Taking its name from Pope John Paul II's letter (Orientale Lumen), Light from the East is a diverse recording. As a complement to the Schola's previous recording of There is Great Rejoicing: Carols of Central and Eastern Europe, these carols represent Polish, Croatian, Ukrainian/Carpatho-Rusyn, Slovak, Hungarian, Latvian, Russian, Czech, Moravian, Slovenian, and Romanian traditions. The vivid faith and lovely melodies recorded on Light from the East offer even more reason to raise our voices in praise of the God who sent his only Son to the world. Selections are To the Whole World Organ Improvisation on "To the Whole World" Christians Gather Round Organ Improvisation on "Christians Gather Round" Christmas Night Christmas Day O'er the Earth   Shepherding Their Sheep Come, Shepherds, to the Stable Shepherds of Bethlehem There's a Savior Born to Us The Christmas Rose Born to Us is Christ the God-Man Organ Improvisation on "Born to Us Is Christ the God-Man" Tenderly Mary Sings Shepherds, Loyal Shepherds Rise Up, Beth'lem Shepherds, Rise! Strings Celestial   Fantasy on Rajske Strune Shepherds, Do Not Be Frightened Organ Improvisation on "Shepherds, Do Not Be Frightened" At the Gates of Heaven Above Also available for download on Amazon and iTunes. J. Michael Thompson is the director of music ministry at St. Peter's Church, where he is the founder and director of the Schola Cantorum. He has been a pastoral musician and liturgist for twenty years, as well as a composer, author, and a noted promoter of the Liturgy of the Hours and Gregorian chant in contemporary parish situations.

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A Time of Fulfillment

Spiritual Reflections for Advent and Christmas

Anselm Grün, OSB

Allow the mystery of Advent and Christmas to touch and transform you. In A Time of Fulfillment: Spiritual Reflections for Advent and Christmas, Anselm Grün brings fresh meaning to the traditional texts of the season and encourages you to experience the deep peace promised by this holy time of year.Starting with the ancient images of the "O" antiphons, you will rediscover in Advent the profound joy of waiting for Christ's coming. Continuing with the Scriptures of Christmas, you will find new meaning in the mystery of the incarnation.Make your celebration of Advent and Christmas a powerful time of growth and healing. The simple meditations and spiritual exercises in A Time of Fulfillment will help you remember the closeness of Christ in your heart and renew your faith.Anselm Grün, OSB, is a monk of the Benedictine abbey of Münsterschwarzach, Germany, where he has been cellarer since 1977. He is the author of many books, lectures, and courses on themes of spiritual life.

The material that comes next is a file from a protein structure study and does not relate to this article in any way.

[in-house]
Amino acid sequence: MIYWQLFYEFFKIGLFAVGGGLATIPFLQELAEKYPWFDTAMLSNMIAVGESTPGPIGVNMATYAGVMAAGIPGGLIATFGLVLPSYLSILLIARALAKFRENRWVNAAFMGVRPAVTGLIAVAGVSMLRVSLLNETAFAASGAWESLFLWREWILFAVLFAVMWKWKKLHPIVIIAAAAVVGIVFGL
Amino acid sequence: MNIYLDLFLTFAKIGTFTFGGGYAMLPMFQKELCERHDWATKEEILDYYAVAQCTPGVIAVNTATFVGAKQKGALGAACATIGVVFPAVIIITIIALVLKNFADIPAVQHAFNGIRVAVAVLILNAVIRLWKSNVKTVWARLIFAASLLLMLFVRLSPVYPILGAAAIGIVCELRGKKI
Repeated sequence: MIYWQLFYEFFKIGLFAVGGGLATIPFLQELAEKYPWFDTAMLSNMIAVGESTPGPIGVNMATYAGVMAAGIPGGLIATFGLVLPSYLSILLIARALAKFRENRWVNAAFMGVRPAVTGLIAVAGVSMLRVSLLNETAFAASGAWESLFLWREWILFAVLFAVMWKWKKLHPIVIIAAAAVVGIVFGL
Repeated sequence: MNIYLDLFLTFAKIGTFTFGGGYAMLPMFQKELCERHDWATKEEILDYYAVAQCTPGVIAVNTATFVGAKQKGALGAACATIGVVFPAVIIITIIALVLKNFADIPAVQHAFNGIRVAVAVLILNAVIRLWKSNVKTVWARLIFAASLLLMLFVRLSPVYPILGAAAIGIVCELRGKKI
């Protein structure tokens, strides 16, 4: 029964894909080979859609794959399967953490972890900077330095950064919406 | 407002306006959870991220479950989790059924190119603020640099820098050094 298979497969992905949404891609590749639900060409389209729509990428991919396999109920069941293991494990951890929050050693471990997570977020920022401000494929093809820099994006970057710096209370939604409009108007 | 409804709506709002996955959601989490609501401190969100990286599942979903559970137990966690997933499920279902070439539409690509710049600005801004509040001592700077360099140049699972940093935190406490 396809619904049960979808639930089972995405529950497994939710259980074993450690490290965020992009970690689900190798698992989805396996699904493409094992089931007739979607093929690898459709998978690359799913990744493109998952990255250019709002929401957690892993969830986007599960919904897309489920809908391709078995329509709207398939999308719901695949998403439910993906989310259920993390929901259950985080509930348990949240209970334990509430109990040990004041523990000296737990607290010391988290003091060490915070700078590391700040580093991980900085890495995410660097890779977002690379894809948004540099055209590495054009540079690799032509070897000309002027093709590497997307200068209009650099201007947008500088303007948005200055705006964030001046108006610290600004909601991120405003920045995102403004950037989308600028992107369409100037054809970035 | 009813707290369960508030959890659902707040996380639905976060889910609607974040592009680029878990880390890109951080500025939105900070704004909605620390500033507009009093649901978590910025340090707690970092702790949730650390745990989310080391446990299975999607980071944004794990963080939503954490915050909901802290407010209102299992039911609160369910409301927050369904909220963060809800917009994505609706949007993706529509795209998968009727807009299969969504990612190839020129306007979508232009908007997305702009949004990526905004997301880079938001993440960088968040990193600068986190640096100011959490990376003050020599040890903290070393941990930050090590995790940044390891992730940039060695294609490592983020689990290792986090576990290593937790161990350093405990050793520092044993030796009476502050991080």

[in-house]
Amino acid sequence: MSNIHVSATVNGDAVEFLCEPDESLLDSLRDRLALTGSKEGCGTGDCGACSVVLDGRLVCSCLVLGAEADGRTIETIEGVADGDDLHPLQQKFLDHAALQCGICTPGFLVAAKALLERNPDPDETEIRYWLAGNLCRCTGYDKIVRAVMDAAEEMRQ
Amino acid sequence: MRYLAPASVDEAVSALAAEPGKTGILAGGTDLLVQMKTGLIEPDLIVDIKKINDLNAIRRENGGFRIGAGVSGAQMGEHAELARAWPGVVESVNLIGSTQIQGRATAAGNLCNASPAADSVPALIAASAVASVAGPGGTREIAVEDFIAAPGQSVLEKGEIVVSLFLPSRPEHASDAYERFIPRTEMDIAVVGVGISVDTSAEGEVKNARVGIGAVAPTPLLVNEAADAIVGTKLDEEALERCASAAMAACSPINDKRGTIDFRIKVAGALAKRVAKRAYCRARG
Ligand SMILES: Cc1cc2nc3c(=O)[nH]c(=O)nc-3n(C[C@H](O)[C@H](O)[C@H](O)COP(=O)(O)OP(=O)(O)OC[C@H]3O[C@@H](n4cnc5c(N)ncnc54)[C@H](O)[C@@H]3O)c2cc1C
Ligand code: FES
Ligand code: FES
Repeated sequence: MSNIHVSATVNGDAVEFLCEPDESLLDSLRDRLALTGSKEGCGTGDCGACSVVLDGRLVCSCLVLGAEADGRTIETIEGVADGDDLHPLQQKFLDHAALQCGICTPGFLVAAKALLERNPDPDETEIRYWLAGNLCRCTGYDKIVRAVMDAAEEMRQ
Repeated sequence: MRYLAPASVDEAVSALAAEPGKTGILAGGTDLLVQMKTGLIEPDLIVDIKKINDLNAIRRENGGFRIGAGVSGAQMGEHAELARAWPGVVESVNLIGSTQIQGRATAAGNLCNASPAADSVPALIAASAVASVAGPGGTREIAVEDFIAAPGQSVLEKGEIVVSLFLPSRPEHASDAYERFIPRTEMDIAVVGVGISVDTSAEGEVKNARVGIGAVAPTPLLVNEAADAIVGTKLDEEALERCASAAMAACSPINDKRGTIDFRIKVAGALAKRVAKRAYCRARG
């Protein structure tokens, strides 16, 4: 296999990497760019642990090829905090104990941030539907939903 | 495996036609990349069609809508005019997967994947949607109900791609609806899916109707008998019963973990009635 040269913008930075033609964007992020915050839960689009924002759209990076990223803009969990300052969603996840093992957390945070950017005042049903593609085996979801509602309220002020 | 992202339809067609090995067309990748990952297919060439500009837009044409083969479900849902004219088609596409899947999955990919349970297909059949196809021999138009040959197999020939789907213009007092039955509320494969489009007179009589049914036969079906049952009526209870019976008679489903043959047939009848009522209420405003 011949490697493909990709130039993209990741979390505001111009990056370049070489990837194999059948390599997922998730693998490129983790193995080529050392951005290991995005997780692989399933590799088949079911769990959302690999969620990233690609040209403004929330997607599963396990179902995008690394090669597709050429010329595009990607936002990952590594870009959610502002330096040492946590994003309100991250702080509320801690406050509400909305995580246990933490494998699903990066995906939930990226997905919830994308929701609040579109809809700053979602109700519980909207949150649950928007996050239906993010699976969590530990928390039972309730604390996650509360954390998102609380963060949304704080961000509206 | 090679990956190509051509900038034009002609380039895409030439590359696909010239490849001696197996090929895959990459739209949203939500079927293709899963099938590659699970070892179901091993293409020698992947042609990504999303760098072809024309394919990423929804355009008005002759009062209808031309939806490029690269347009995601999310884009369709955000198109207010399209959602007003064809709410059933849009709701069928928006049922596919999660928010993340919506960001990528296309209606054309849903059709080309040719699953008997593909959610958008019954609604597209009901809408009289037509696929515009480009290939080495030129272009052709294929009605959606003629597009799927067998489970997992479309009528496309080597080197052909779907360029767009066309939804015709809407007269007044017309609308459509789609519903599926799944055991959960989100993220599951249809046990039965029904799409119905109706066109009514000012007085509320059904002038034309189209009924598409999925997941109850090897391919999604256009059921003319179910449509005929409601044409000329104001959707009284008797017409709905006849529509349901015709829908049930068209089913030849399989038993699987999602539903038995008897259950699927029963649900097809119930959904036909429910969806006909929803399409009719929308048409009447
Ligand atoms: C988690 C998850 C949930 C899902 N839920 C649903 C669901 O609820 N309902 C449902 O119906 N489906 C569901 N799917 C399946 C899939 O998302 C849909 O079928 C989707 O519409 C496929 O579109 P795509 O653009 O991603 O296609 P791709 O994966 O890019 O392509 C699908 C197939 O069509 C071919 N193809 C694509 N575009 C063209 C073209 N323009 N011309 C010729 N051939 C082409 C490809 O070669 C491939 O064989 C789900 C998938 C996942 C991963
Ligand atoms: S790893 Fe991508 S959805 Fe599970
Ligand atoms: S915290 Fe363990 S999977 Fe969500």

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The Liturgical Year

Advent, Christmas, Epiphany (vol. 1)

Adrien Nocent, OSBIntroduced, Emended, and Annotated by Paul Turner

When Adrien Nocent's The Liturgical Year was published in the 1970s, it was the very first comprehensive commentary on the three-year lectionary in relation to the Sacramentary/Missal as these were revised following the Second Vatican Council. Expressed on nearly every page was Nocent's conviction that the liturgy and the Word of God proclaimed within it have something important to say to real people of every culture and time. He constantly returns to the question: What does this passage have to say to us today? Now this extraordinary work of applied, postconciliar liturgical scholarship has been emended and annotated by one of today's leading liturgical scholars. Paul Turner has provided many helpful explanatory notes on history, culture, language, and, of course, liturgy. He has also updated the liturgical texts to conform to The Roman Missal, Third Edition. The result is a resource that promises to enrich and inspire a new generation of presiders, preachers, liturgy planners, and students.In honor of the fiftieth anniversary of Vatican II's Sacrosanctum Concilium, encounter the vibrant scholarship and pastoral wisdom of Adrien Nocent's The Liturgical Year again or for the first time!Volume 1 covers the liturgical seasons of Advent, Christmas, and Epiphany.Adrien Nocent, OSB (1913-1996), was a Belgian monk and professor at the Pontifical Atheneum of Saint Anselm in Rome. He served as a consultor for the Consilium for the Implementation of the Constitution on the Sacred Liturgy of the Second Vatican Council, working especially on the revision of Holy Week and of the Lectionary for Mass.Paul Turner is pastor of St. Anthony Parish in Kansas City, Missouri. He is the author of many books on liturgy, including Let Us Pray: A Guide to the Rubrics of Sunday Mass; Glory in the Cross: Holy Week in the Third Edition of The Roman Missal; and When Other Christians Become Catholic, all from Liturgical Press. He is a former president of the North American Academy of Liturgy and is a member of Societas Liturgica and the Catholic Academy of Liturgy. He serves as a facilitator for the International Commission on English in the Liturgy.